Technical Paper: A Modular Wireline Sonic Tool for Measurements of 3D (Azimuthal, Radial, and Axial) Formation Acoustic Properties

Society: SPWLA
Paper Number:
Presentation Date: 2005


A comprehensive mechanical characterization of the wellbore rock relies on a three-dimensional (3D) characterization of the acoustic slowness in terms of radial, azimuthal, and axial variations. These acoustic rock property variations arise because of non-uniform stress distributions, mechanical or chemical nearwellbore alteration caused by the drilling process, and formation-intrinsic anisotropy.

A 3D formation acoustic properties characterization is achieved through comprehensive acquisition of broadband waveforms from all borehole modes (monopole, dipole, and Stoneley) coupled with an integrated inversion of all acquired data. Compressional slowness radial variations are enabled through monopole acquisition with a wide range of transmitterreceiver spacings, from very short to very long, unique to this new technology. Shear slowness radial variations are quantified through inversions of the broadband dispersions of the dipole flexural and Stoneley modes over a wide frequency band featured by this new sonic tool. The unique design of the dipole source enables it to be fired in either pulse mode or chirp mode.

Open hole wireline logs from China, Norway, Mexico, Brazil and the United States demonstrate the improved accuracy of both compressional and shear slowness measurements and their radial variations. With the increased number of axial and azimuthal receivers and an acoustically quiet and predictable structure, shear wave anisotropy is estimated more robustly with data showing reliable fast shear azimuth measurements down to 1–2% slowness anisotropy. Shear slownesses from 90 to 900 μs/ft have been measured with this new tool. Improved dispersion curves for both monopole and dipole modes lead to clear identification of formation homogeneity, inhomogeneity, isotropy and mechanisms of anisotropy. Cased hole formation evaluation data demonstrate that shear slowness through casing as high as 450 μs/ft can be measured reliably.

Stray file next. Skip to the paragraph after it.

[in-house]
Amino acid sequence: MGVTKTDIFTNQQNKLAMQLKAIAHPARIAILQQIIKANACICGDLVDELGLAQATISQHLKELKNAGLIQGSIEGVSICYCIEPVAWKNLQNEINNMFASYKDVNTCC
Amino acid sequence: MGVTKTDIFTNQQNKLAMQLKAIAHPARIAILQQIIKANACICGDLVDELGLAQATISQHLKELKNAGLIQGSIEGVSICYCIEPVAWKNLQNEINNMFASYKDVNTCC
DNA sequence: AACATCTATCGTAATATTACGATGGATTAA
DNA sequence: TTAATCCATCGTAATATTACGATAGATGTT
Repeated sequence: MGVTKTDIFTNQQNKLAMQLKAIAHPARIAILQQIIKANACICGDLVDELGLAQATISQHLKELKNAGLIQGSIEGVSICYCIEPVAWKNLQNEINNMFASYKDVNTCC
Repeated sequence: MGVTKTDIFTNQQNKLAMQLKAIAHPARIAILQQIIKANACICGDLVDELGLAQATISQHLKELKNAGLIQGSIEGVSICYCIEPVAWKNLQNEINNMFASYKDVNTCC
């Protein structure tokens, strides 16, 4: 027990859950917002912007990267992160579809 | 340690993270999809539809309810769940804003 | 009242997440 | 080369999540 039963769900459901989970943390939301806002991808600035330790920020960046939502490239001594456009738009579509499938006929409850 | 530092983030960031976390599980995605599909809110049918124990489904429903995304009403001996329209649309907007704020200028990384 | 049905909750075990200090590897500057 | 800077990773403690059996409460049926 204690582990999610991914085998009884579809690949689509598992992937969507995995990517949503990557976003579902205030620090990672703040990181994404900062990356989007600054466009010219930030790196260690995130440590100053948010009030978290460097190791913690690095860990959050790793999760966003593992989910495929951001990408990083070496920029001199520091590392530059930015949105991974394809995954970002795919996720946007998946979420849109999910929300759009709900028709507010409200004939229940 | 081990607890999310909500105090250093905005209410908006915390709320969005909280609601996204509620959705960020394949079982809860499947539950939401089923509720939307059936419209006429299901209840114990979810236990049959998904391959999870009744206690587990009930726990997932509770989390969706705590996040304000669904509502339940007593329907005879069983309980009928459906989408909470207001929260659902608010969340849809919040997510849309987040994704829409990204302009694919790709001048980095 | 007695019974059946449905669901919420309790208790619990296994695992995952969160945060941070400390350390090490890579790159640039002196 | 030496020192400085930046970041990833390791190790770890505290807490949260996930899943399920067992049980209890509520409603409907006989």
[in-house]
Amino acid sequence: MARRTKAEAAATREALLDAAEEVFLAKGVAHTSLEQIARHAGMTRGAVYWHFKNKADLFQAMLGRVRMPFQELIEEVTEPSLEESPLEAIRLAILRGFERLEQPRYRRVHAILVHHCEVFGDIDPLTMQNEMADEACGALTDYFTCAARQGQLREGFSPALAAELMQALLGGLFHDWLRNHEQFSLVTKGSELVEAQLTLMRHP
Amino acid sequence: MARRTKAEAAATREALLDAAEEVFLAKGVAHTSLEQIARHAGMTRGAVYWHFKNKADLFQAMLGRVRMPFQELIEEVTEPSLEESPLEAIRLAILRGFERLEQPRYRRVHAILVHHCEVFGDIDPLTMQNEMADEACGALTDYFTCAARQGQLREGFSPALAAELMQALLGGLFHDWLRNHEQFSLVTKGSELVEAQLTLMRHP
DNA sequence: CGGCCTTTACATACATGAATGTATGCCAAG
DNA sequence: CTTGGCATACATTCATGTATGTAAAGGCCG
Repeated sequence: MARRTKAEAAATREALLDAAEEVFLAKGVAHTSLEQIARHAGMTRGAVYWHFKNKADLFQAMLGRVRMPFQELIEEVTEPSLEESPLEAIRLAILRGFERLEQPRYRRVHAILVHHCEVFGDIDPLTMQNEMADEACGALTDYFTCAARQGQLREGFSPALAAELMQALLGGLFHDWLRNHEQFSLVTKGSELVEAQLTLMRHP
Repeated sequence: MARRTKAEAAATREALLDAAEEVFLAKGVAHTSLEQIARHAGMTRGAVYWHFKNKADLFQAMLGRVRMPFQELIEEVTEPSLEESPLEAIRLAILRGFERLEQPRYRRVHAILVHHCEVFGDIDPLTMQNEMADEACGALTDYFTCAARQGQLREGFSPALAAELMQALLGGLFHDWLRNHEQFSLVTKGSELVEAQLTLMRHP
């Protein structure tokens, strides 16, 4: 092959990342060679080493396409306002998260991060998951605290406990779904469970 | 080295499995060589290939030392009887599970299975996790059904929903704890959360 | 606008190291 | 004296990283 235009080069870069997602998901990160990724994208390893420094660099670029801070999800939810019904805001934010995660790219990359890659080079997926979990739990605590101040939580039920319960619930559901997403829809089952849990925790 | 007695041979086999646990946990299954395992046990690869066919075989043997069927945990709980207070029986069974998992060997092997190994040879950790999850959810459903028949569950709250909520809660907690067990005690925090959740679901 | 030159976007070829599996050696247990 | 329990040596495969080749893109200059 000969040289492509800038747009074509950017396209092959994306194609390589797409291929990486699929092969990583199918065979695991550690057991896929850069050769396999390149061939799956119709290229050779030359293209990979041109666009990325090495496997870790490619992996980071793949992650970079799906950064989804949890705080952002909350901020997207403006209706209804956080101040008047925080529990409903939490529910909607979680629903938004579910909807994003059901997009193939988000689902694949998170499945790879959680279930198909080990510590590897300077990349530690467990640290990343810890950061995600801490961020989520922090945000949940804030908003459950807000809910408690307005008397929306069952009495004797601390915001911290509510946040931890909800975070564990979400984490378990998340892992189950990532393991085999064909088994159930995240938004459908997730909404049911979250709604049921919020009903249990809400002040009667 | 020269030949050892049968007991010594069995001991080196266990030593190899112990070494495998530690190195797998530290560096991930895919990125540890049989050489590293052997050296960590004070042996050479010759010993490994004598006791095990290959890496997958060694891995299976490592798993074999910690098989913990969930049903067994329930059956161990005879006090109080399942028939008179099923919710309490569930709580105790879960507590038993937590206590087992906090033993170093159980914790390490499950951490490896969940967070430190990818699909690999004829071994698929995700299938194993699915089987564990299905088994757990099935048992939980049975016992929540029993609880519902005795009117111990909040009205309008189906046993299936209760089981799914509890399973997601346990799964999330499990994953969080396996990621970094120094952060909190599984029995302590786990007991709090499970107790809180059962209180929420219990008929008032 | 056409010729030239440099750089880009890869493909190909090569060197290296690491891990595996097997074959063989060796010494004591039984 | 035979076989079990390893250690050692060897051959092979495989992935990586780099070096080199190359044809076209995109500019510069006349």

Advanced inversion algorithms accurately estimate 3D rock properties from signals with wideband dispersion curves. Accurate determination of relevant rock properties leads to timely decision making (e.g., regarding perforating, sand control, well placement, and stimulation).

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